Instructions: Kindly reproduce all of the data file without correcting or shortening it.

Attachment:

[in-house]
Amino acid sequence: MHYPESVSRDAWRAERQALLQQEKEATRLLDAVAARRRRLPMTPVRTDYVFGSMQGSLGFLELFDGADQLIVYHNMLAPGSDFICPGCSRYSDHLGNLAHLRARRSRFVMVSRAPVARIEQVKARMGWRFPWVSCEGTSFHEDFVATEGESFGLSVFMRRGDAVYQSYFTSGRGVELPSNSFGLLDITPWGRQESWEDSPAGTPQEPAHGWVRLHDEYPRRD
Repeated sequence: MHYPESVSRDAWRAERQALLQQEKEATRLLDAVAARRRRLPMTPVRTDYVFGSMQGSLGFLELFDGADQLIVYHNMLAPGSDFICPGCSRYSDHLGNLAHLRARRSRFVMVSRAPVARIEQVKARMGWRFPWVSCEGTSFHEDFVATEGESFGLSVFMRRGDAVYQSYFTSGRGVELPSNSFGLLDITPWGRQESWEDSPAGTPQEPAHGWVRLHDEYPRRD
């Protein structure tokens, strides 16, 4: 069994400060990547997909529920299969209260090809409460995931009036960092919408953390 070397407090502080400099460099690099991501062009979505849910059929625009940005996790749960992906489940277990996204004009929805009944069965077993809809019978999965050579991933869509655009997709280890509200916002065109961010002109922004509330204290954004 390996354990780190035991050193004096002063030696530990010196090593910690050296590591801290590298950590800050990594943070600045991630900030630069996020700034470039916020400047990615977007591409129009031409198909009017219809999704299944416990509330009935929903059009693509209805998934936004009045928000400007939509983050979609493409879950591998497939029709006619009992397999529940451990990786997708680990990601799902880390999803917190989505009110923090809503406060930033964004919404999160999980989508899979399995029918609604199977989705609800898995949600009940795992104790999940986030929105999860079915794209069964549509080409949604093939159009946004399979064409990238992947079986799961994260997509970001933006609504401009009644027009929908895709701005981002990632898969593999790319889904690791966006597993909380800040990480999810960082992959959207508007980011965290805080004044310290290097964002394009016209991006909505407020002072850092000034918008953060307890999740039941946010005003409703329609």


[in-house]
Amino acid sequence: MHYPESVSRDAWRAERQALLQQEKEATRLLDAVAARRRRLPMTPVRTDYVFGSMQGSLGFLELFDGADQLIVYHNMLAPGSDFICPGCSRYSDHLGNLAHLRARRSRFVMVSRAPVARIEQVKARMGWRFPWVSCEGTSFHEDFVATEGESFGLSVFMRRGDAVYQSYFTSGRGVELPSNSFGLLDITPWGRQESWEDSPAGTPQEPAHGWVRLHDEYPRRD
Repeated sequence: MHYPESVSRDAWRAERQALLQQEKEATRLLDAVAARRRRLPMTPVRTDYVFGSMQGSLGFLELFDGADQLIVYHNMLAPGSDFICPGCSRYSDHLGNLAHLRARRSRFVMVSRAPVARIEQVKARMGWRFPWVSCEGTSFHEDFVATEGESFGLSVFMRRGDAVYQSYFTSGRGVELPSNSFGLLDITPWGRQESWEDSPAGTPQEPAHGWVRLHDEYPRRD
């Protein structure tokens, strides 16, 4: 069994400060990547997909529920299969209260090809409460995931009036960092919408953390 070397407090502080400099460099690099991501062009979505849910059929625009940005996790749960992906489940277990996204004009929805009944069965077993809809019978999965050579991933869509655009997709280890509200916002065109961010002109922004509330204290954004 390996354990780190035991050193004096002063030696530990010196090593910690050296590591801290590298950590800050990594943070600045991630900030630069996020700034470039916020400047990615977007591409129009031409198909009017219809999704299944416990509330009935929903059009693509209805998934936004009045928000400007939509983050979609493409879950591998497939029709006619009992397999529940451990990786997708680990990601799902880390999803917190989505009110923090809503406060930033964004919404999160999980989508899979399995029918609604199977989705609800898995949600009940795992104790999940986030929105999860079915794209069964549509080409949604093939159009946004399979064409990238992947079986799961994260997509970001933006609504401009009644027009929908895709701005981002990632898969593999790319889904690791966006597993909380800040990480999810960082992959959207508007980011965290805080004044310290290097964002394009016209991006909505407020002072850092000034918008953060307890999740039941946010005003409703329609």